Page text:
The combination can occur by adding a perovskite layer directly above the silicon layer and creating a two-layer solar cell (tandem cell). Perovskite excels at converting sunlight into the higher-energy wavelengths, such as blue and ultraviolet, which silicon fails to capture, thus allowing for a higher electrical voltage to be produced. Researchers at Stanford University and MIT recently stacked a perovskite cell on top of an opaque silicon cell and increased the efficiency from 11%, the original value of silicon, to 17%. They also built a two-layer cell by placing a layer of perovskite on top of a non-sealed layer of silicon, thus creating a single structure. The combination reached an efficiency of only 14%, but there is no doubt that this value will increase with the introduction of improvements in production. Based on these two experiments, the researchers sketched a scenario according to which if they combine the most efficient silicon and perovskite components using the most sophisticated engineering methods, it will be possible to reach an efficiency of more than 30%, without a noticeable change in either of the two technologies.

If two-layer solar panels reach 30% efficiency, the impact on the balance of the system will be enormous. Two-thirds of the number of panels is enough to reach the same power of panels that are 20% efficient. This means a significant reduction in the area of ​​the roofs or the area of ​​the ground, in the amount of construction materials and in the amount of work and equipment. The company Snaith co-founded, Oxford Photovoltaics, collaborates with silicon manufacturers to increase the efficiency of silicon cells using perovskite coatings. The company plans to produce a prototype of a two-layer cell in 2015. In the future, the company intends to incorporate cheap solar coatings into roofing and glazing materials, which could fundamentally change the cost structure of buildings powered by solar energy.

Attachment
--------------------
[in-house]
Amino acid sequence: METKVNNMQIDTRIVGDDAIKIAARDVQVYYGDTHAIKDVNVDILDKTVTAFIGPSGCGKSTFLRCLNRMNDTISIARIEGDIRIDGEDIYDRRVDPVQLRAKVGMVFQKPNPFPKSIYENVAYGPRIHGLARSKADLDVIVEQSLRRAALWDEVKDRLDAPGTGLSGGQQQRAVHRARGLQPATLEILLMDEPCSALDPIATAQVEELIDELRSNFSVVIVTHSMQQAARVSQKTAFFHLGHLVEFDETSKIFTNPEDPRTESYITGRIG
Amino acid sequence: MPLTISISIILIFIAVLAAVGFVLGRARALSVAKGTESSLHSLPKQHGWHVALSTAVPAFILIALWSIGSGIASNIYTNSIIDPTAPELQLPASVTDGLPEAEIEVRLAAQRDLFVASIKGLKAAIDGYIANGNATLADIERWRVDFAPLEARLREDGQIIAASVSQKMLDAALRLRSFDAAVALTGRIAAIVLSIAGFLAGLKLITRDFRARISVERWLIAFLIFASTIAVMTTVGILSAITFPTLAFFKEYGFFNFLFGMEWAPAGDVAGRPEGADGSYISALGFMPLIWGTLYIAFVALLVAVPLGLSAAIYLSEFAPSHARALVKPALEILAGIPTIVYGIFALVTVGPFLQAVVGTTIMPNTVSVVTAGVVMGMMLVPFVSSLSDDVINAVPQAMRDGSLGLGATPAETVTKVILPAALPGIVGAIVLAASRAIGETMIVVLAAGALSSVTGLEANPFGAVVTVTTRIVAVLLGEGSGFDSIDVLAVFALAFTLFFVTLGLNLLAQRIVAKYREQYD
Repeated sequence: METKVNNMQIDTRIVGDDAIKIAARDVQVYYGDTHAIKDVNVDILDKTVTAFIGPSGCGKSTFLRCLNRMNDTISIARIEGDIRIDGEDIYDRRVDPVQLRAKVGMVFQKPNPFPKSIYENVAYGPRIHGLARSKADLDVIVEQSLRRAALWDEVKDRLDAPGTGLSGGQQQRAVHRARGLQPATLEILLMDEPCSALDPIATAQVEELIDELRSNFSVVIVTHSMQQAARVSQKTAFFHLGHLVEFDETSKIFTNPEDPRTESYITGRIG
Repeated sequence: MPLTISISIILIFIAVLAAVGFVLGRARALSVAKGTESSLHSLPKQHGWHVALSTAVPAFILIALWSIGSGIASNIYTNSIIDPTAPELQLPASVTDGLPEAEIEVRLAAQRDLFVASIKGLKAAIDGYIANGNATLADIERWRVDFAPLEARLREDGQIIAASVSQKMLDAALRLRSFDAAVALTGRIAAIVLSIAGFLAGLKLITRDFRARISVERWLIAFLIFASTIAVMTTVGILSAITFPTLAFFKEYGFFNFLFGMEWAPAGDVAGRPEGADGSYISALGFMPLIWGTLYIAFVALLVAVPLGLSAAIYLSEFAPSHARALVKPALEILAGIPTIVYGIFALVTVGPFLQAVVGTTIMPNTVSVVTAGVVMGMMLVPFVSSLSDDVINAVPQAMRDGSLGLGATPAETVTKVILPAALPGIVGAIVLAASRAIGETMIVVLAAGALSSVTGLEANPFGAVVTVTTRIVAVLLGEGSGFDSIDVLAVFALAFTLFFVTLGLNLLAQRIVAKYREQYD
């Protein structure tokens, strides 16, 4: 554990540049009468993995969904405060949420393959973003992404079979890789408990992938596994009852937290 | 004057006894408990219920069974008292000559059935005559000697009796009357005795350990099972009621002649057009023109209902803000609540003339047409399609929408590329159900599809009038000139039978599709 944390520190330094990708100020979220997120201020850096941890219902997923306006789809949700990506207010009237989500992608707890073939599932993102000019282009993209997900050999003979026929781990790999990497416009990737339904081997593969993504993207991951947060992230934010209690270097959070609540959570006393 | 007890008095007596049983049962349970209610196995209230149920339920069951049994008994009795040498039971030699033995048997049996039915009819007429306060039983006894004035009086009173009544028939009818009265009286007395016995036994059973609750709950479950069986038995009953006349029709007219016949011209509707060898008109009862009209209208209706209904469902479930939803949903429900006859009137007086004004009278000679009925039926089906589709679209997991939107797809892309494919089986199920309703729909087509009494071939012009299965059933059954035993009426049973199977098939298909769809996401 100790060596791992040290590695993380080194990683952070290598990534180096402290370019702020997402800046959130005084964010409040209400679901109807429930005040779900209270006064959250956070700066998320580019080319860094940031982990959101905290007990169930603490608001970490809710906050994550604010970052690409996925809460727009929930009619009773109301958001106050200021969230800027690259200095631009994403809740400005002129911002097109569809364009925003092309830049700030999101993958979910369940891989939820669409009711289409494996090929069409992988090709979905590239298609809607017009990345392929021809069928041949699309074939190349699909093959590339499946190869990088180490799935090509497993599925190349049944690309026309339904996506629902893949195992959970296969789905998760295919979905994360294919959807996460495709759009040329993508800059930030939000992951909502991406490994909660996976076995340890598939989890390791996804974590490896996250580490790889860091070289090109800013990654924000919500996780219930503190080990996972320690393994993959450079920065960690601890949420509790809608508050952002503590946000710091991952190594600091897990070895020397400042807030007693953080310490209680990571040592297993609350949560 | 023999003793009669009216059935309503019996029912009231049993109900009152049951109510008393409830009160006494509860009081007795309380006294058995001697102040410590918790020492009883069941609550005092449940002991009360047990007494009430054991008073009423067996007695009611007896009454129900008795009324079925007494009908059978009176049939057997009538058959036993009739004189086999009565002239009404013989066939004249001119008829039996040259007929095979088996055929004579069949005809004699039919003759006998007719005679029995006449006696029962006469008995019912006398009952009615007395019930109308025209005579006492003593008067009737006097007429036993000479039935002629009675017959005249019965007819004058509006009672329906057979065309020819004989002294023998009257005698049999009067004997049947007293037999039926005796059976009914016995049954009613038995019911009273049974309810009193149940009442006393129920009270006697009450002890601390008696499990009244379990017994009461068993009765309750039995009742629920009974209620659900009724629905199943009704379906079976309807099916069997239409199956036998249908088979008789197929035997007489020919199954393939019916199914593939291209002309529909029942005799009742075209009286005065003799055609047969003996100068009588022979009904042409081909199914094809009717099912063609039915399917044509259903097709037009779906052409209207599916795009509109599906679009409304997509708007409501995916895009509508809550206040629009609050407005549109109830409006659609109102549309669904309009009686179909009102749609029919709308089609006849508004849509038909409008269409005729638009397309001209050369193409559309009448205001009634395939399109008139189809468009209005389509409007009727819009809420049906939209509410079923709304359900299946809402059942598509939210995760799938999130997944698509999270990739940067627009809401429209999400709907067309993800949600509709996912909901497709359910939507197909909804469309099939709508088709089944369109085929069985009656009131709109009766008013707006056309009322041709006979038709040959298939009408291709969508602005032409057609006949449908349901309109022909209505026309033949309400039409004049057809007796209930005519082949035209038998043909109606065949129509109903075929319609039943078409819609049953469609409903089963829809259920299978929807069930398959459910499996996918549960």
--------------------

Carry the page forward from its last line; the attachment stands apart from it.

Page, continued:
running back

The rapid development of solar perovskite cells has stimulated scientists and engineers to produce more primary products, which may one day reach the market. We recently produced, in collaboration with our colleagues at the University of Cambridge, light emitting diodes (LED) and lasers using a compound of metal halide in a perovskite. These devices emit light (instead of absorbing it) very efficiently in a process called luminescence.

This turn is not surprising at all. When you operate the most efficient solar cell in the world, gallium arsenide (GaAs), in the opposite direction it works as an LED. LED devices and lasers, which can be produced with a printer, could lead to fascinating uses, from large-scale lighting to medical imaging.

The research towards such innovative products is still at an early stage, of course. But we believe it will become more acceptable. Perovskite-based materials make scientists feel like kids in a candy store. We found a material whose properties allow us to fulfill every item on our wish list: high efficiency, low cost, light weight, flexibility and good looks. To fully realize the potential inherent in perovskite, academia, industry and governments must cooperate, in a global and coordinated manner, and move beyond the silicon era. But if you think about the result, cheap and clean energy and the next generation of electronic devices, perovskite seems to be a safe bet.

5 תגובות

  1. Good news. Fortunately, the treasury and the electricity company are currently saving public money.
    There is no problem with installing a few solar cells that you only want to push electricity to the electricity company in the wrong amount, at the wrong times and at an exorbitant rate.

  2. Israel needs to invest more in nano technology (there are surpluses in the budget, they will not go to health. They will go to security). With the help of nano technology, a traditional industry can become innovative (as was written about combining materials in silicon panels). Since "KMG" owns an old atomic reactor (Dimona) Dimona should be turned into the Weizmann Institute of Nanotechnology. We need a new reactor, and I believe that it should join the Treaty on the Prohibition of Nuclear Weapons, and thus get rid of old and unsafe weapons, build a new reactor, and renew atomic research. If we want to renew the arsenal of weapons, then we should have a reactor New, and a new generation weapon.

  3. Good news. Unfortunately, the Treasury and the electric company
    Harassing Israeli citizens and preventing the deployment of solar cells
    (Just like the controlled charging stations for cars were required
    hybrids) and therefore for the citizens of Israel it is science fiction...

Leave a Reply

Email will not be published. Required fields are marked *

This site uses Akismat to prevent spam messages. Click here to learn how your response data is processed.